Energy crisis: environmentalists criticize the continued operation of nuclear power plants

The likely continued operation of two German nuclear power plants has met with criticism from environmentalists.

Energy crisis: environmentalists criticize the continued operation of nuclear power plants

The likely continued operation of two German nuclear power plants has met with criticism from environmentalists. "It is and will remain nonsense in terms of energy policy to undermine the statutory phase-out of nuclear power by December 31, 2022," said nuclear expert Heinz Smital from Greenpeace. "The lack of electricity in France due to the shutdown of numerous nuclear power plants shows how unreliable nuclear energy is. There is also the risk of catastrophic nuclear accidents."

Olaf Bandt, chairman of the Bund für Umwelt und Naturschutz Deutschland (BUND), made a similar statement: "The stress test showed that the continued operation of German nuclear power plants would not qualitatively improve energy security either in Germany or in France." Nuclear power plants mean "a permanent security risk".

Federal Economics Minister Robert Habeck (Greens) explained on Tuesday evening that he expects two nuclear power plants to continue operating beyond the end of the year. As of today, his ministry assumes that the “reserve” will be drawn and that the Isar 2 and Neckarwestheim nuclear power plants will continue to be connected to the grid in the first quarter of 2023. He had agreed with the operators of the nuclear power plants in Bavaria and Baden-Württemberg on key points for the implementation of the planned deployment reserve by mid-April 2023 at the latest. The main reason for this is the tense situation on the French electricity market. More than half of the nuclear power plants there are not connected to the grid, so there is a lack of electricity, which Germany compensates for in part with electricity from gas-fired power plants.

AfD calls for "future with nuclear energy"

The AfD wants to continue to rely on nuclear power in the future beyond the interim solution. "It is disgraceful that the federal government relies on nuclear energy supplies from France, while relying on wind and sun itself," said Stephan Brandner, deputy federal spokesman for Alternative for Germany. "In Germany we need a clear strategy for a future with nuclear energy; we need future-oriented nuclear energy research and finally an innovative approach to the subject of energy supply."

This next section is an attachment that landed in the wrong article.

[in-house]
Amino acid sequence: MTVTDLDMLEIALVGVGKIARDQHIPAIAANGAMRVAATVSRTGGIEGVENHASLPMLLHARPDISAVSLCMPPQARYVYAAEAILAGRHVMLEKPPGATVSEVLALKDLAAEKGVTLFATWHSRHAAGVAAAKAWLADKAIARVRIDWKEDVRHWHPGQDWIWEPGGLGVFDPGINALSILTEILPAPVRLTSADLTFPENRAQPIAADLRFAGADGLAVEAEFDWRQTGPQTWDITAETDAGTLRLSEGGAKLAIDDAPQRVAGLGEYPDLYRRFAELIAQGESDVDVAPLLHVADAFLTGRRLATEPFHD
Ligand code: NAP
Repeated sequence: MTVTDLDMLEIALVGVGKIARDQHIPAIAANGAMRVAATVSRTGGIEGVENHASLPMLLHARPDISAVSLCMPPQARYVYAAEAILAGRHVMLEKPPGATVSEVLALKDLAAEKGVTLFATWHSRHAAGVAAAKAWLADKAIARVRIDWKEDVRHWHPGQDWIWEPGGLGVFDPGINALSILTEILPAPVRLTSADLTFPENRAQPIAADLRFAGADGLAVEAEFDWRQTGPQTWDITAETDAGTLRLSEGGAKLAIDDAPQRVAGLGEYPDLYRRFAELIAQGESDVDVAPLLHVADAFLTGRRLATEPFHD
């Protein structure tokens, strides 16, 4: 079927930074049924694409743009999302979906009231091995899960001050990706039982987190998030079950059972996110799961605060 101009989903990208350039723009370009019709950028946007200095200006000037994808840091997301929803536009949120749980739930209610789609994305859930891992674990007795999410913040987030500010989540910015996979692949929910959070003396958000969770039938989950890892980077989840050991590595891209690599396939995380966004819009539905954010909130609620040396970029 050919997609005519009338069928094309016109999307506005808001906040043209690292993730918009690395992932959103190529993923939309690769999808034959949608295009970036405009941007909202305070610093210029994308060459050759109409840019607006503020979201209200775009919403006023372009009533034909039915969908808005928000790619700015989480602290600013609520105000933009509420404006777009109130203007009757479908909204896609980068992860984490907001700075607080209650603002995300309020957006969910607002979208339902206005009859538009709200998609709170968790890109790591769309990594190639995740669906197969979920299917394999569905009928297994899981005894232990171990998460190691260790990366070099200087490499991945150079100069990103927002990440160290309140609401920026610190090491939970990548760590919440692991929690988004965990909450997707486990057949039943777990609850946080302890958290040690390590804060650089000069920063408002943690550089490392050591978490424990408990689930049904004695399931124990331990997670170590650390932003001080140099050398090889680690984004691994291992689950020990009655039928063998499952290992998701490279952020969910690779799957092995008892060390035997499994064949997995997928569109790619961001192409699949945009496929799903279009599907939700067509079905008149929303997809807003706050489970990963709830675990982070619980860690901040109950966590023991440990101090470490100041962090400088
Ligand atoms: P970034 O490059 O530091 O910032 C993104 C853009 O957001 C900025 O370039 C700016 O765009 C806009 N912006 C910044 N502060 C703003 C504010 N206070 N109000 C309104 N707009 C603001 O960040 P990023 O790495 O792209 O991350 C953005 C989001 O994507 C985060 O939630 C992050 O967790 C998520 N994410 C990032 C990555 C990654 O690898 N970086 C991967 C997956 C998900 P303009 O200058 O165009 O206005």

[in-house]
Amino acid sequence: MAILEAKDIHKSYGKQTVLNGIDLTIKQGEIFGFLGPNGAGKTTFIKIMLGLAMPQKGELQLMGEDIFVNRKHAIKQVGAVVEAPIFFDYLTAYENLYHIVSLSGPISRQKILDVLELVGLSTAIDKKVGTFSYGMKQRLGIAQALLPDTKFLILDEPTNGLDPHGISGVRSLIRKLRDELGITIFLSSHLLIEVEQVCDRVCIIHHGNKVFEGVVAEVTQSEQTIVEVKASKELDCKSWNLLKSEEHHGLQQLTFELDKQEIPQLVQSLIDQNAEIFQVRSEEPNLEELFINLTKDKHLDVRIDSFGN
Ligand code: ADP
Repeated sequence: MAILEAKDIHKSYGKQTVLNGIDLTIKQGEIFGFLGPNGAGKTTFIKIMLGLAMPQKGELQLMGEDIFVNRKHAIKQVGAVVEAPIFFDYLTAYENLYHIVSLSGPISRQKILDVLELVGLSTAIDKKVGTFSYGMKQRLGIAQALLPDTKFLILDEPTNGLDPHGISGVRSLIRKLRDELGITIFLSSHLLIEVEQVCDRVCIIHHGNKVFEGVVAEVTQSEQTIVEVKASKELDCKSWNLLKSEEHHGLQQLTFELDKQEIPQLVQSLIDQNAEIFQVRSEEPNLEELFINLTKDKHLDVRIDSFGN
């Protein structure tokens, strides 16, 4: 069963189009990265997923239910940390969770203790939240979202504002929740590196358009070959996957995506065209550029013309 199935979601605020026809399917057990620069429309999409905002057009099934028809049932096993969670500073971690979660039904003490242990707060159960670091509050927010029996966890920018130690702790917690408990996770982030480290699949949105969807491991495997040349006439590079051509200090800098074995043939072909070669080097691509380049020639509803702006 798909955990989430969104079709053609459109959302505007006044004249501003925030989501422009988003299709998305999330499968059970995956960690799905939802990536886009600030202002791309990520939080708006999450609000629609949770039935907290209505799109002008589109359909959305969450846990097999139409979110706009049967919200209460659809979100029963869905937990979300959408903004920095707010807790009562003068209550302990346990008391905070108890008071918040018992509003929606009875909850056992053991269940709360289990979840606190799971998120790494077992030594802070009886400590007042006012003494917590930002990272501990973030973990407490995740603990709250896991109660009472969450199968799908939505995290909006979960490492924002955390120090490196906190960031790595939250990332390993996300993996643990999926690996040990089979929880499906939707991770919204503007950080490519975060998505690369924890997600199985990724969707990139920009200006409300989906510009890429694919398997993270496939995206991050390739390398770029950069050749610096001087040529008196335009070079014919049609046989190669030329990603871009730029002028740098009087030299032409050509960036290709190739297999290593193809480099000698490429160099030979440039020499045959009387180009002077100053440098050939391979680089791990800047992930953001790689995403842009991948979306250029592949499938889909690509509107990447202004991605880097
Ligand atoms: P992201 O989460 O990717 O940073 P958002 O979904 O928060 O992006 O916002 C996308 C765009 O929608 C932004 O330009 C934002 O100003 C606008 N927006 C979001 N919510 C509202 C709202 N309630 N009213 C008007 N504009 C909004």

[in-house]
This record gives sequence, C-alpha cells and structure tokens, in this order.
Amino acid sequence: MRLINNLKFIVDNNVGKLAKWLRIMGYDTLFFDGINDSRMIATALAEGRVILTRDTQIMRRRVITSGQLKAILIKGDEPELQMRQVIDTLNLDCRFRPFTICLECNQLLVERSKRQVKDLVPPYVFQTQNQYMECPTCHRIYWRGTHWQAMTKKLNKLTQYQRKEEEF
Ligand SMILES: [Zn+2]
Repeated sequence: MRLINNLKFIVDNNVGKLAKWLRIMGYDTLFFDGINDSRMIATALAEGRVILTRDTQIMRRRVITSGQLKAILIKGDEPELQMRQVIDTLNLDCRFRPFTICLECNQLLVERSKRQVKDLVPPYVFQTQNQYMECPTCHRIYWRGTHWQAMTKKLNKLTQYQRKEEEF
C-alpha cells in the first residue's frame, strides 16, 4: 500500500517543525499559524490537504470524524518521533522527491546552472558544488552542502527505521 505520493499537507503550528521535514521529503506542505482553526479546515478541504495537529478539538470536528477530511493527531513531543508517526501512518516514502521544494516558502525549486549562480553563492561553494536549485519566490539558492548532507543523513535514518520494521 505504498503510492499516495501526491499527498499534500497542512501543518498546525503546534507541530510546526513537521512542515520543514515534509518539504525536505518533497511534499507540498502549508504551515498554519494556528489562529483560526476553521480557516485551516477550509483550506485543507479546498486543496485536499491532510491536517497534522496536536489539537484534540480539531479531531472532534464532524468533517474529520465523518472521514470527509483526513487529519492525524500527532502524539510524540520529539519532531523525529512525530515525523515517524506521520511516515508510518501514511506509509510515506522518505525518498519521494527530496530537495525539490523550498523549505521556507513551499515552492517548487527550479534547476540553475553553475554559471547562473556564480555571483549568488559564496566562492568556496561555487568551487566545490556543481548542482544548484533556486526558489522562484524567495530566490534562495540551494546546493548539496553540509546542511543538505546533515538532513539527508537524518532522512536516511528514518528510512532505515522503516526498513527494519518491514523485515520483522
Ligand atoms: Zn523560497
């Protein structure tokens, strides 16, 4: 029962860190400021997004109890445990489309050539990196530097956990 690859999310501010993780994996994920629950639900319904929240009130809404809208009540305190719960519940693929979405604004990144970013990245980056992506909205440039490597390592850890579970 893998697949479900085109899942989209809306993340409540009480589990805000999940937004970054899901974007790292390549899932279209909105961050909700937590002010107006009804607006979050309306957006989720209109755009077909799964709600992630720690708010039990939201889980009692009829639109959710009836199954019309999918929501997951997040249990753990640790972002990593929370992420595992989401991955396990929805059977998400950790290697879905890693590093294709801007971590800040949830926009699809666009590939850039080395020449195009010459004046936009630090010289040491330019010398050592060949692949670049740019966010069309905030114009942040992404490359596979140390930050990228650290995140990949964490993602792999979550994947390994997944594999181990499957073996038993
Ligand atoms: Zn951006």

Habeck received support from Baden-Württemberg's Green Prime Minister Winfried Kretschmann. He called the key points "a coherent and binding timetable". This is exactly what is appropriate in the current difficult situation in order to prevent a power grid bottleneck in southern Germany. In the federal government, the traffic light coalition partner FDP had already complained that Habeck's announcements were not coordinated and were not sufficient to get the tense situation on the electricity market under control.

At the beginning of September, Habeck announced the plan for a possible reserve operation of two of the three nuclear power plants still in operation in Germany. The third reactor in Lower Saxony (Emsland) that is still active should not be part of this emergency reserve and should be switched off on December 31st. A final decision on the further operation of the nuclear power plant has not yet been made. It must fall "in December at the latest," explained Habeck.

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